Suppliers admit that replicating this network elsewhere will take time, and China is likely to remain Apple’s most important manufacturing base for the foreseeable future. “It’s really a long-term effort and might see some results two or three years from now,” said one supplier. “It’s painful and difficult, but that’s something we have to deal with.”
It was inevitable that that talk of Apple moving production out of China quickly turned to speculation about moving it to the US.
Tim Cook has talked previously about the enormous barriers to doing so.
China put an enormous focus on manufacturing. The US, over time, began to stop having as many vocational kind of skills. I mean, you can take every tool and die maker in the United States and probably put them in a room that we’re currently sitting in. In China, you would have to have multiple football fields.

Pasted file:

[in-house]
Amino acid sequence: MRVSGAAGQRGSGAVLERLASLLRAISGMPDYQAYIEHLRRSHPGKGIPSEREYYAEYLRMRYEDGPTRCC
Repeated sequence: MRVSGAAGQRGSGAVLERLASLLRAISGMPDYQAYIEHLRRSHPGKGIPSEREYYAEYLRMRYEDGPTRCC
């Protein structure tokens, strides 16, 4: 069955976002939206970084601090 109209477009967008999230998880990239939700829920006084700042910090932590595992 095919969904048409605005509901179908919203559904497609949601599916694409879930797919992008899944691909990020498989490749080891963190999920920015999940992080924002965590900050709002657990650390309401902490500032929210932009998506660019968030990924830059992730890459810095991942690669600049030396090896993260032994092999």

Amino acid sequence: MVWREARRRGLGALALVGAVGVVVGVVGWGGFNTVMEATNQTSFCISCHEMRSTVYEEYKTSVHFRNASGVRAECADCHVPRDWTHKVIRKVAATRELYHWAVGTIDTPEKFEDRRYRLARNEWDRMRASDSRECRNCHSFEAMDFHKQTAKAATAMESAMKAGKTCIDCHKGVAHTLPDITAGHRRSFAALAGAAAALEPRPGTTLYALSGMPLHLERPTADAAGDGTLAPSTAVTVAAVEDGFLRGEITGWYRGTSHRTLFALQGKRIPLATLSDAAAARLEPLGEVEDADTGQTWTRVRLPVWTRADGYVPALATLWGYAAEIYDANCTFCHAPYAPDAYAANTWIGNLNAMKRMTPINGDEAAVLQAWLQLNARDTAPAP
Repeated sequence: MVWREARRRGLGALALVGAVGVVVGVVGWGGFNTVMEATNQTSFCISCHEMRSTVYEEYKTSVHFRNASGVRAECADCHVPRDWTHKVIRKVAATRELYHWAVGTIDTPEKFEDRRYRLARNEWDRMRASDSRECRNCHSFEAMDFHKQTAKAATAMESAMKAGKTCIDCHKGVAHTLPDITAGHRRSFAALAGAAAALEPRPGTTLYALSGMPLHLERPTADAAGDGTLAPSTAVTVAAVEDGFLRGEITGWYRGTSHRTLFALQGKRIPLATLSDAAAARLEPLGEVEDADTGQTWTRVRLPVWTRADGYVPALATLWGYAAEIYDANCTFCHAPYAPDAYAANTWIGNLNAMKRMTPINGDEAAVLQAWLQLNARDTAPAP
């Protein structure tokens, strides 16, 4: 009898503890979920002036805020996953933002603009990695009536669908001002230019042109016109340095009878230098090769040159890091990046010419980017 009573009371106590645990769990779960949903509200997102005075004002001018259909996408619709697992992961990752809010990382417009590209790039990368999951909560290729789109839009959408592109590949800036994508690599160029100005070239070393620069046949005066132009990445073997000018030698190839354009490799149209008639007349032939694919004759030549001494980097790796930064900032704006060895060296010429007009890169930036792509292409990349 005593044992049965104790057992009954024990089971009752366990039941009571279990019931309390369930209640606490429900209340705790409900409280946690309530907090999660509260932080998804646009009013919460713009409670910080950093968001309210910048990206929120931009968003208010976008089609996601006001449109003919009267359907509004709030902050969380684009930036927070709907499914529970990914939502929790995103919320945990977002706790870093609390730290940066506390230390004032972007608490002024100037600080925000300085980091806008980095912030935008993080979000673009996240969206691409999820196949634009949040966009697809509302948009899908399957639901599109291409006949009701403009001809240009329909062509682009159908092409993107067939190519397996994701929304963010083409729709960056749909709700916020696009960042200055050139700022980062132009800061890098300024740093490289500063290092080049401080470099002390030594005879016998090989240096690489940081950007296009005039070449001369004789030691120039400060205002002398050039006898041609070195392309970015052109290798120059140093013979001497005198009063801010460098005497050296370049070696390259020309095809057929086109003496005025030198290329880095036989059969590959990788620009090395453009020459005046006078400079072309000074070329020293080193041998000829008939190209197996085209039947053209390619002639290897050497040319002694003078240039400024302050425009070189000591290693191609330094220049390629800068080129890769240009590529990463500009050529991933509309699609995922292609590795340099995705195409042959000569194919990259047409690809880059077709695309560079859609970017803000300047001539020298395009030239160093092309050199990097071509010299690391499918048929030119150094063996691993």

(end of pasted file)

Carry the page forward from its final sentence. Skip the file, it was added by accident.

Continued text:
Apple does assemble the existing trashcan Mac Pro in the US, though the company has been notably silent on whether this will continue to be the case with the new model recently unveiled at WWDC. The Mac Pro is, however, an extremely niche product, and the new model will sell to an even smaller market. Locating a microscopic slice of its assembly work in the US is a very different proposition to doing so on a larger scale.
There’s also the limited benefit to the US of shifting production there. Apple’s primary assemblers are increasingly using automated production lines, Foxconn even working toward fully-automated factories, so the days of iPhone production creating large-scale employment are numbered. And even in the short-term, seasonal employment is much less practical in the US than it is in China.